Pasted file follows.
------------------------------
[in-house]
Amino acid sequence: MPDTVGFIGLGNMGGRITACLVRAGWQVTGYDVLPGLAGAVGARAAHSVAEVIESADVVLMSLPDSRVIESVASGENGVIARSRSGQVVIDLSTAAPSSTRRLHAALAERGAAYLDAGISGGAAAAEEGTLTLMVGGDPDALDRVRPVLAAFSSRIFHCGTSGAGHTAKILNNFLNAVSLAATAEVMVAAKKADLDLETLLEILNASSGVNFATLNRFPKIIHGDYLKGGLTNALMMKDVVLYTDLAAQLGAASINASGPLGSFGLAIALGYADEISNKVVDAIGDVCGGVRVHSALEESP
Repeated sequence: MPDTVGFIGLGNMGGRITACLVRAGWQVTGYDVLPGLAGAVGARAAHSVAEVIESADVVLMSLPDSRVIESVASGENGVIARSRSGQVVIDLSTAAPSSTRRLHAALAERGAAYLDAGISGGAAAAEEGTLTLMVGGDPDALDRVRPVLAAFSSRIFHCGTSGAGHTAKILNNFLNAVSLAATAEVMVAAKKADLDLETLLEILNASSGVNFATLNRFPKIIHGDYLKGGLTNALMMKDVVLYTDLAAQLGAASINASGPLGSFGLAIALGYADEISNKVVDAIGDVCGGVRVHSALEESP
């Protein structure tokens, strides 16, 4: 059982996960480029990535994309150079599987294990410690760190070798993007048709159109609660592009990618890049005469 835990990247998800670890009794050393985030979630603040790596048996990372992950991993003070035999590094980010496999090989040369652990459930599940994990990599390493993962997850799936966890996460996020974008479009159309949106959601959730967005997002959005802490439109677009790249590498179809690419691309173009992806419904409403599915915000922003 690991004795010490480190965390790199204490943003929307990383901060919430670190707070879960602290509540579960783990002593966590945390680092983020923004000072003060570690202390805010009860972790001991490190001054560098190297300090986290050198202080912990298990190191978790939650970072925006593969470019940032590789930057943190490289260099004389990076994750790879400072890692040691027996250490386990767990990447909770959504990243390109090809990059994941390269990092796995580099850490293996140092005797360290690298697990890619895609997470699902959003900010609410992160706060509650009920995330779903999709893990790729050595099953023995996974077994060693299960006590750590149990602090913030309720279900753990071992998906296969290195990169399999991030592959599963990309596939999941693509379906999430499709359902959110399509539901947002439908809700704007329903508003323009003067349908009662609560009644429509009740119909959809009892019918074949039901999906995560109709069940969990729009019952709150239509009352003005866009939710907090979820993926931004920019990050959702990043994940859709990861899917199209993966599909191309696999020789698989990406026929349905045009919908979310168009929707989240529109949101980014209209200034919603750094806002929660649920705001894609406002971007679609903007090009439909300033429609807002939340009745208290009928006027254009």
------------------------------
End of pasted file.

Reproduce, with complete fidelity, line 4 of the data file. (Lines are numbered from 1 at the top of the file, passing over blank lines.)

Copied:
């Protein structure tokens, strides 16, 4: 059982996960480029990535994309150079599987294990410690760190070798993007048709159109609660592009990618890049005469 835990990247998800670890009794050393985030979630603040790596048996990372992950991993003070035999590094980010496999090989040369652990459930599940994990990599390493993962997850799936966890996460996020974008479009159309949106959601959730967005997002959005802490439109677009790249590498179809690419691309173009992806419904409403599915915000922003 690991004795010490480190965390790199204490943003929307990383901060919430670190707070879960602290509540579960783990002593966590945390680092983020923004000072003060570690202390805010009860972790001991490190001054560098190297300090986290050198202080912990298990190191978790939650970072925006593969470019940032590789930057943190490289260099004389990076994750790879400072890692040691027996250490386990767990990447909770959504990243390109090809990059994941390269990092796995580099850490293996140092005797360290690298697990890619895609997470699902959003900010609410992160706060509650009920995330779903999709893990790729050595099953023995996974077994060693299960006590750590149990602090913030309720279900753990071992998906296969290195990169399999991030592959599963990309596939999941693509379906999430499709359902959110399509539901947002439908809700704007329903508003323009003067349908009662609560009644429509009740119909959809009892019918074949039901999906995560109709069940969990729009019952709150239509009352003005866009939710907090979820993926931004920019990050959702990043994940859709990861899917199209993966599909191309696999020789698989990406026929349905045009919908979310168009929707989240529109949101980014209209200034919603750094806002929660649920705001894609406002971007679609903007090009439909300033429609807002939340009745208290009928006027254009």